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Internal Combustion Engines

Cylinder Liner in Ductile Cast Iron for High Loaded Combustion Diesel Engines

[+] Author and Article Information
Edney Deschauer Rejowski, Edmo Soares

MAHLE Brazil, Jundiaí, São Paulo, 13210-877 Brazil

Ingo Roth, Steffen Rudolph

MAHLE Germany, Stuttgart, 70376 Germany

J. Eng. Gas Turbines Power 134(7), 072807 (May 29, 2012) (8 pages) doi:10.1115/1.4006071 History: Received November 01, 2011; Revised December 05, 2011; Published May 29, 2012; Online May 29, 2012

With the increase of combustion loading and the trend to reduce engine size, there is a need for thinner but stronger wet cylinder liners. While most of the current cylinder liners are made of gray cast iron, due to its good tribological behavior, machinability performance, and competitive price, alternative casting materials such as compact graphite iron, ductile iron, and even steel are being considered to address future engine demands. In this paper, a new ductile iron (DI) cast material for wet cylinder liners is presented. The material has about 60 and 70% higher limits, respectively, for tensile stress and fatigue resistance as compared to conventional gray cast irons, but without a penalty on the tribological properties. There is also a potential improvement to avoid cavitation on the outside surface due to its higher young modulus, which also equates to a higher stiffness.

The tested cylinder liners were induction hardened on the running surface and a slide hone process was used to improve wear and scuffing resistance. The liners were tested in a heavy duty diesel (HDD) engine with a peak cylinder pressure (PCP) of 245 bar and showed similar wear as observed with conventional cylinder liners of gray cast iron material. The DI cylinder liners were also tested in an abusive scuffing engine test without any concern. The improved mechanical properties of the described new DI material introduce possibilities to reduce the liner wall thickness or increase specific output. The preliminary evaluation in this paper showed that this new material is feasible for HDD diesel engines with a PCP up to 250 bar. In cases where the customer needs to increase the bore diameter for output reasons there is the potential to reduce the liner wall thickness by up to 25% based on high mechanical properties (UTS, Young’s modulus and fatigue strength). In both cases, a FEA analysis to support the new component design is recommended.

Copyright © 2012 by American Society of Mechanical Engineers
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Figures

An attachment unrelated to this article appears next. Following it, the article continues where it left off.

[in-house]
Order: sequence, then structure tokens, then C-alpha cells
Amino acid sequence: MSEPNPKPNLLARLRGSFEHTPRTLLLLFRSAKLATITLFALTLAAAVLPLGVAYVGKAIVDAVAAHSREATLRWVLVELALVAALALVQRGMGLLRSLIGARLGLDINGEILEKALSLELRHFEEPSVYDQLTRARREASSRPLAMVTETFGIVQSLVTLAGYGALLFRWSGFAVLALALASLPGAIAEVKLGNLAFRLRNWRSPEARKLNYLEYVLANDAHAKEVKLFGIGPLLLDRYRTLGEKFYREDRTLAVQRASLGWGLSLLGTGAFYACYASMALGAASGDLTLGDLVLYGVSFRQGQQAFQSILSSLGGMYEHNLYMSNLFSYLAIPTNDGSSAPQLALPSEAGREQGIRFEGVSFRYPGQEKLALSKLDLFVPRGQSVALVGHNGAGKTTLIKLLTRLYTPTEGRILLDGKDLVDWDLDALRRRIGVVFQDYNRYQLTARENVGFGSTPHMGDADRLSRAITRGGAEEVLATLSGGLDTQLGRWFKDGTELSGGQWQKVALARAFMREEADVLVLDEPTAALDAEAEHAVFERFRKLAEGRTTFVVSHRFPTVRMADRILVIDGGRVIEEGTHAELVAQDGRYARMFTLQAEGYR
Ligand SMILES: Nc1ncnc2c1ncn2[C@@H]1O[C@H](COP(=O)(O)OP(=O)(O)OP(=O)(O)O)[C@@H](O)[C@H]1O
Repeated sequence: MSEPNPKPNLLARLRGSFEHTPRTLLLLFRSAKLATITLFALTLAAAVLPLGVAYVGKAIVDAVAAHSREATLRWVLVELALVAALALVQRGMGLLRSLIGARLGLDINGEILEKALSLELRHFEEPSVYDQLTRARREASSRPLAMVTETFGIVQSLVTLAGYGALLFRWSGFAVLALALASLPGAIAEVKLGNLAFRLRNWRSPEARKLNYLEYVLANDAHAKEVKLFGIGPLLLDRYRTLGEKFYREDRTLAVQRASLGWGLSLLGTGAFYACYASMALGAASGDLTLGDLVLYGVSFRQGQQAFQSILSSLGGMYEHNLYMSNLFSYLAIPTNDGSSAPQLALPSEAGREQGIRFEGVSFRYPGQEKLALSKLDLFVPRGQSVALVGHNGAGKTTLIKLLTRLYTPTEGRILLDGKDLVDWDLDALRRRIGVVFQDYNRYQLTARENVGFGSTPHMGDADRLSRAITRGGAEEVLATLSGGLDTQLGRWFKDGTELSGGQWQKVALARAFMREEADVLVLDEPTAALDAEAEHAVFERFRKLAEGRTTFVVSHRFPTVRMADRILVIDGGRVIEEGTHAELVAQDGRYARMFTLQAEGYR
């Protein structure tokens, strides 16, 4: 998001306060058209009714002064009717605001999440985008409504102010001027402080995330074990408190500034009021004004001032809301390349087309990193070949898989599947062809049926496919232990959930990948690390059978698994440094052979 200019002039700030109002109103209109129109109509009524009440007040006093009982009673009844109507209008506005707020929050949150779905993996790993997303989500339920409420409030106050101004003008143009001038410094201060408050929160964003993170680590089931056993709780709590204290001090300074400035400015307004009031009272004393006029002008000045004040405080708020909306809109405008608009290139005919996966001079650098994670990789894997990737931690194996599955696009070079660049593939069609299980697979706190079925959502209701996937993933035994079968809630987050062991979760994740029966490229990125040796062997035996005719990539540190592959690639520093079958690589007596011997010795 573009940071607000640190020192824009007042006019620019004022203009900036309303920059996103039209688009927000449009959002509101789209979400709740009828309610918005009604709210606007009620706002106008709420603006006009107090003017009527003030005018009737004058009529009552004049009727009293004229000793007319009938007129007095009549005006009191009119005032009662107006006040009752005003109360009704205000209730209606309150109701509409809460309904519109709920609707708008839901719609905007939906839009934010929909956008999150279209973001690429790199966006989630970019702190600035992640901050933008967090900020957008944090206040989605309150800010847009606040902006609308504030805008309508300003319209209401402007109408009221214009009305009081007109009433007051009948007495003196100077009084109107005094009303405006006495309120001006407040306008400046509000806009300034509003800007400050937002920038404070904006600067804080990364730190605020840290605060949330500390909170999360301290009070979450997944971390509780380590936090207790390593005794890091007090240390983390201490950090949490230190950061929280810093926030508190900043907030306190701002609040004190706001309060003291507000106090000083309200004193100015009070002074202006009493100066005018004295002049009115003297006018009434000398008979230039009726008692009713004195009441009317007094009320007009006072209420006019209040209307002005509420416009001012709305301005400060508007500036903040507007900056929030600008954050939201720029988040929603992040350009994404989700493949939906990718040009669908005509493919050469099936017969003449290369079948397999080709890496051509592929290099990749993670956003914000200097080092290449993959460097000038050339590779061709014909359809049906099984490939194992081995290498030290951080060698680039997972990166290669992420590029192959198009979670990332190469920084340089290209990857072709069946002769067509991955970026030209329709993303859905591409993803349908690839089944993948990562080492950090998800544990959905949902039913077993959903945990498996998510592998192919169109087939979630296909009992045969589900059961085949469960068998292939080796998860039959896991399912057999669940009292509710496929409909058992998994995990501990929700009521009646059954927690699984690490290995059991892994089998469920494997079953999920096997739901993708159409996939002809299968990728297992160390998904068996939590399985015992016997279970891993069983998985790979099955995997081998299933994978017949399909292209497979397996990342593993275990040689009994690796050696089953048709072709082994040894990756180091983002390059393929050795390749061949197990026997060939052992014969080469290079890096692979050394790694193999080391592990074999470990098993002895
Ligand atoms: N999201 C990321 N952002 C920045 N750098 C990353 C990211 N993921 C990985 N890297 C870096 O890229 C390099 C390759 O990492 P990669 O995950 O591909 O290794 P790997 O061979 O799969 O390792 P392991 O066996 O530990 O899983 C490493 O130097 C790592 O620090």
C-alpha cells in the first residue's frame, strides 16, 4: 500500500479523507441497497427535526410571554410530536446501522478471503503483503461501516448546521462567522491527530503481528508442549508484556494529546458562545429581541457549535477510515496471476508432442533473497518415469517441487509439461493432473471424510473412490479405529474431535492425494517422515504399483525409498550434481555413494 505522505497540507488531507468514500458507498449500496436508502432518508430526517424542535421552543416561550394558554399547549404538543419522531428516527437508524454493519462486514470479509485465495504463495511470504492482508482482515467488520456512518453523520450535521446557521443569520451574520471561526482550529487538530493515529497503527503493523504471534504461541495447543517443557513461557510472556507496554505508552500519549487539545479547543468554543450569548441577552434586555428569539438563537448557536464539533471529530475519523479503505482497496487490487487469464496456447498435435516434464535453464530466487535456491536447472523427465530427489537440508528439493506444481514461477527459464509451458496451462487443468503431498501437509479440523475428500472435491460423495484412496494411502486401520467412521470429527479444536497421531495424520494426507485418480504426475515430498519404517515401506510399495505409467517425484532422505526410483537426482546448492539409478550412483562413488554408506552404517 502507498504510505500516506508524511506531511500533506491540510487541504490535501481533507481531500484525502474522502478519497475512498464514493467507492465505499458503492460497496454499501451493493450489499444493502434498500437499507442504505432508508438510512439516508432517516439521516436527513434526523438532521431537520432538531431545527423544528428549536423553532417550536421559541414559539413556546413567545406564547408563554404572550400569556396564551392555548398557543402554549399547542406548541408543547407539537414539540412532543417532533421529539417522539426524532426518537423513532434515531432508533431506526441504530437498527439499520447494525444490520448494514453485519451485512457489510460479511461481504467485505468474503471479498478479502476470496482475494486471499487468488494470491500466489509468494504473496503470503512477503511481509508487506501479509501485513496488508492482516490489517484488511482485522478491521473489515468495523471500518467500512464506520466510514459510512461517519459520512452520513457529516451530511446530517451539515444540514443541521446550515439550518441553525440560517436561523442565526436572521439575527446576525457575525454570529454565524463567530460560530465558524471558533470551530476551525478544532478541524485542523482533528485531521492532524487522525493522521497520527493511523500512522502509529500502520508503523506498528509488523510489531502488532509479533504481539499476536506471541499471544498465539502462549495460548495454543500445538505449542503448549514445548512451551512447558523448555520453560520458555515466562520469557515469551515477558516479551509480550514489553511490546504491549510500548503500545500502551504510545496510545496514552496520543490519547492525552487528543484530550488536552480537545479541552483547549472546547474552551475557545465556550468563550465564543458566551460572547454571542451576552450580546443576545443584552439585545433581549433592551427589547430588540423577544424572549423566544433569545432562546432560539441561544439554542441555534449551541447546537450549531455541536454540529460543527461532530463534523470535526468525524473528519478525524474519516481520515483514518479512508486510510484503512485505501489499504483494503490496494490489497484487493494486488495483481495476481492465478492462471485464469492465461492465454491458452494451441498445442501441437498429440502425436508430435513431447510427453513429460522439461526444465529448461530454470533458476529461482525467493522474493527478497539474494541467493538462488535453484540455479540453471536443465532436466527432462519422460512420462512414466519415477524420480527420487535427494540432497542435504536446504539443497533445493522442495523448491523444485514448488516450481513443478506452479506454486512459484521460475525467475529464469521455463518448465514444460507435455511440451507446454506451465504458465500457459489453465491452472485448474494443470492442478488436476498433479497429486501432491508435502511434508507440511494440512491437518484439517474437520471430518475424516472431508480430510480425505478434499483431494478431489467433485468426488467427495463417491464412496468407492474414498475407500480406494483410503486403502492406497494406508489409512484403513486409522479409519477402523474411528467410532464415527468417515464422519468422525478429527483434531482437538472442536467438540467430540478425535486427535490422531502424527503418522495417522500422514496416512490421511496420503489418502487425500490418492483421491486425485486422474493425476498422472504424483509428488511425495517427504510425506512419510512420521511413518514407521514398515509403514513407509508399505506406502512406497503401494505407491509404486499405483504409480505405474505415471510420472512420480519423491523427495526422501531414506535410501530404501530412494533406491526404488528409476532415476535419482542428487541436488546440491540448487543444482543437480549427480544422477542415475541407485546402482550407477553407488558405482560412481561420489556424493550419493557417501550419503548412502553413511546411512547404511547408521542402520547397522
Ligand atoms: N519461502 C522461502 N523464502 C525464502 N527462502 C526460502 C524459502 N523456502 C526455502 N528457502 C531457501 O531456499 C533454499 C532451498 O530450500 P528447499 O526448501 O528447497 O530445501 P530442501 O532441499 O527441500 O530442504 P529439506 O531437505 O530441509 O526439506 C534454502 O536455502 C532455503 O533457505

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Figure 1

Microstructures of ductile iron. (a) As-cast ferritic. (b) As-cast pearlitic, 255 HB hardness. (c) Ferritic, annealed 3 h at 700°C. (d) Pearlitic ductile iron oil quenched and tempered to 255 HB. All etched in 2% nital. 100 × [4].

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Figure 2

Metallurgical analysis of ductile cast iron after the complete foundry process and the material hardness analysis

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Figure 3

Average measure of UTS from 2 casting tubes after the complete foundry process route

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Figure 4

Fatigue strength property of the DI material in comparison to the conventional gray cast iron in accordance to ISO1143

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Figure 5

Conventional machine process for ductile cast iron cylinder liners

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Figure 6

General overview of the transversal section of the cylinder liner wall thickness, highlighting the core and the induction hardening layer on the running surface

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Figure 7

Details of the induction hardened zone in the cylinder liner running surface

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Figure 8

Detail of the induction hardening layer and its respective thickness values

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Figure 9

Liner roughness before and after the scuffing engine test; cyl. #6, TDC region

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Figure 10

Visual aspects of cylinder liners 1, 2, and 3 after the scuffing engine test

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Figure 11

Visual aspects of cylinder liners 4, 5, and 6 after the scuffing engine test

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Figure 12

Roughness on the thrust side at the TDC region of cylinder liners #2, #4, and #6 before the durability test

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Figure 13

Roughness on the thrust side at the TDC region of cylinder liners #2, #4, and #6 after the durability test

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Figure 14

Fax-film analysis from the middle region of cylinder liner #6 before the durability engine test

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Figure 15

Visual aspects of cylinder liners 2, 4, and 6 after the durability engine test

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Figure 16

Straightness measurement at the TDC region on the thrust side of the DI cylinder liners after the durability engine test

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